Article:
I wouldn’t normally watch TV while on holiday but was prepared to make an exception today because England were playing Argentina in the Rugby World Cup and it was being shown at a bar in the village at eleven o’clock so we made arrangements to meet Martin and Lisa there and then went for a walk to the village for an hour or so before it started.
We walked to the top and admired the views of the port and on the way down stopped to talk to some fellow travellers. As we exchanged stories I saw what I thought was a lizard but quickly realised that it was a snake. Olive brown and about a metre long it slithered by and disappeared into a tiny crack in the steps. Later I asked Antonia who was surprised to hear of a sighting in the town and told me that a local naturist had reintroduced these serpents to the island and that they were poisonous. I am all for preserving the natural environment but that is just plain daft, as daft as Eugene Schieffelin introducing the starling into the USA or Thomas Austin releasing rabbits into the Australian outback. Daft also because although there is a medical centre on Ios for anything serious the only treatment is on the mainland and a snake bite would mean airlifting by ambulance back to Athens.
We walked around the steep and narrow streets and alleys to the windmills and through the shops that line the main street through the village and back to the main square and the sports bar where we duly watched England kick off their world cup campaign with a nervous and unconvincing victory against the South Americans. When the match was over we returned to Homer’s down the dusty track and after a short sojourn went for another walk to the harbour and along the coast road to the little church on the headland.
The road out of the village runs past the business end of the harbour and there were some brightly painted boats that had just landed their overnight catch and were negotiating sales with local people and restaurant owners in a babble of animated activity. It looked like a good night’s work and the trading was brisk. The fish looked interesting and on closer examination of the produce it soon becomes clear why we have to put up with stock shortages whilst the most of the rest of Europe have such an abundance of choice; we are just far too fussy about what we will eat and our preference for fish is restricted to two or three species that we have fished into crisis and near extinction whilst in Greece, as elsewhere, they will eat a much greater variety of sea food. We like to buy our fish in little blue polystyrene trays without heads, tails or entrails and ready for the frying pan but here the trays were brimming with fish so fresh that it was still alive and flapping about and winking at the prospective purchasers who were examining it.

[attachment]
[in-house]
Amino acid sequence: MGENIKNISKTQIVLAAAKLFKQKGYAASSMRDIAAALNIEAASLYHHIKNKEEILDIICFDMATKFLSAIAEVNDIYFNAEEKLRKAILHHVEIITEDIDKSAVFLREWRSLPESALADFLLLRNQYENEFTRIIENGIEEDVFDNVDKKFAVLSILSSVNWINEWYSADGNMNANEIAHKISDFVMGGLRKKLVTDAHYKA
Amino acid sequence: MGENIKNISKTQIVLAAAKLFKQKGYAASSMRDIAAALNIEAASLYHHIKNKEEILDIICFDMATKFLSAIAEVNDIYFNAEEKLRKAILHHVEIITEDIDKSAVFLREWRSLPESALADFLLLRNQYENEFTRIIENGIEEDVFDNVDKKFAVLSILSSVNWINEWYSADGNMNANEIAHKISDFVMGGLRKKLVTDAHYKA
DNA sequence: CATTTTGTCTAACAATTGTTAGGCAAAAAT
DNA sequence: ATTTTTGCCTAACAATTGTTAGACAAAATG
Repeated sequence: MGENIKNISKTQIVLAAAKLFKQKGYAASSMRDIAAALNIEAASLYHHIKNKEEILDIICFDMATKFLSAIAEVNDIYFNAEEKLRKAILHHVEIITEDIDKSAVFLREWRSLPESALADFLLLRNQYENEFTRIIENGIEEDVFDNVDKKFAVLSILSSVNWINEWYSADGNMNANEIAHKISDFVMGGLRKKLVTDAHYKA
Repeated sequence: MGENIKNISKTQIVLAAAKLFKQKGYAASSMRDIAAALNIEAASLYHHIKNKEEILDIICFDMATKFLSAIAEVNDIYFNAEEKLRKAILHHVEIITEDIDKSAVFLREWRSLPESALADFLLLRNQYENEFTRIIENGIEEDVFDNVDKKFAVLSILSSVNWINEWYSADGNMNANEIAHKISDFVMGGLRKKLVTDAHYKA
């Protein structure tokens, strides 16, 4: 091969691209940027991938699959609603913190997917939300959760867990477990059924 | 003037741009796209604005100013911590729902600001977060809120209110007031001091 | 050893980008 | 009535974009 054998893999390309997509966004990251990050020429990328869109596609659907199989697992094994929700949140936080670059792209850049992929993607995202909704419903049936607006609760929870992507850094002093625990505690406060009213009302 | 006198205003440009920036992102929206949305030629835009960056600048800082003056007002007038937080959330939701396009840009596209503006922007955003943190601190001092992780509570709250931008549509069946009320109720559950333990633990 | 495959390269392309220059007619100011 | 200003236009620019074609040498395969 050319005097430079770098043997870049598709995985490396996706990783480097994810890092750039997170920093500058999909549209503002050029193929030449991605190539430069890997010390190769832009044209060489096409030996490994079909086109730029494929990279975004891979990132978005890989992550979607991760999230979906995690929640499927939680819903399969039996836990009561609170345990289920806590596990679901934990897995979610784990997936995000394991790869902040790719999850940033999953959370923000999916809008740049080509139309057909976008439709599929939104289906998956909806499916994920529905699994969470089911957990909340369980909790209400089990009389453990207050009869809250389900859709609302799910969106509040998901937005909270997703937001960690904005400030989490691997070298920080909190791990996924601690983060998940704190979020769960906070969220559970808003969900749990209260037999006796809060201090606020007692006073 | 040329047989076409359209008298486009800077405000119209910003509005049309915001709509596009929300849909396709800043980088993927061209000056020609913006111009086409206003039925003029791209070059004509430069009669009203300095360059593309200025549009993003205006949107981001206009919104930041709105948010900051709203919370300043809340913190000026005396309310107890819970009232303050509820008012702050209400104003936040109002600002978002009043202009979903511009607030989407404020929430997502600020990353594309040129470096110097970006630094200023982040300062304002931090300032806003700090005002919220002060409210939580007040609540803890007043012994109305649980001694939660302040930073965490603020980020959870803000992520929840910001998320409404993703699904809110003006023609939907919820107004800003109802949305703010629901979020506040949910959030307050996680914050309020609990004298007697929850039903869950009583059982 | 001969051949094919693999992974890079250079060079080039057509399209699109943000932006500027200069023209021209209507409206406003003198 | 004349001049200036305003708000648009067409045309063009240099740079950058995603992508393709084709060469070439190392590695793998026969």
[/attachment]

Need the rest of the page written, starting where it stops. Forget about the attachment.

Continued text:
On top of the church there was a Greek flag that was flapping uncontrollably in the wind and trying desperately to separate itself from the pole that was hanging onto it. The blue and white flag of Greece is called ‘Galanolefci’, which simply means ‘blue and white’. Originally it was blue with a white diagonal cross but the cross has now been moved to the upper left corner, and is symbolic of the Christian faith. Being a seafaring nation, the blue of the flag represents the colour of the sea. White is the colour of freedom, which is something that is very important to the Greeks after years of enslavement under foreign domination. The nine stripes of the flag each symbolise a syllable in the Greek motto of freedom: E-LEY-THE-RI-A-I-THA-NA-TOS, which translates literally into ‘Freedom or Death’.
There were preparations at the church for a wedding and a christening and later Kim returned to see the wedding and I joined her later for the baptism to see the ceremony of a little girl being accepted into the Christian Orthodox Church, which is a major event in the life of any Greek family. A Greek baptism is a sacred and religious rite that is performed on a baby to cleanse the soul and renounce Satan. The baptism is a complex initiation that starts with an exorcism and officially ends forty days later when the baby is presented to the congregation to receive Holy Communion.
Unfortunately we weren’t able to stop for the full forty days and we began to feel a bit like intruders on a private family event so before it was all over we left the church and returned to the harbour and instead of going to the Chora, tonight we ate next to the fishing boats that were being prepared for another night at sea at a place called the Octopus where, at pavement tables next to the fishermen, we were served excellent food and we were left wondering why we had always insisted on going back to the Mills restaurant on all of our previous visits.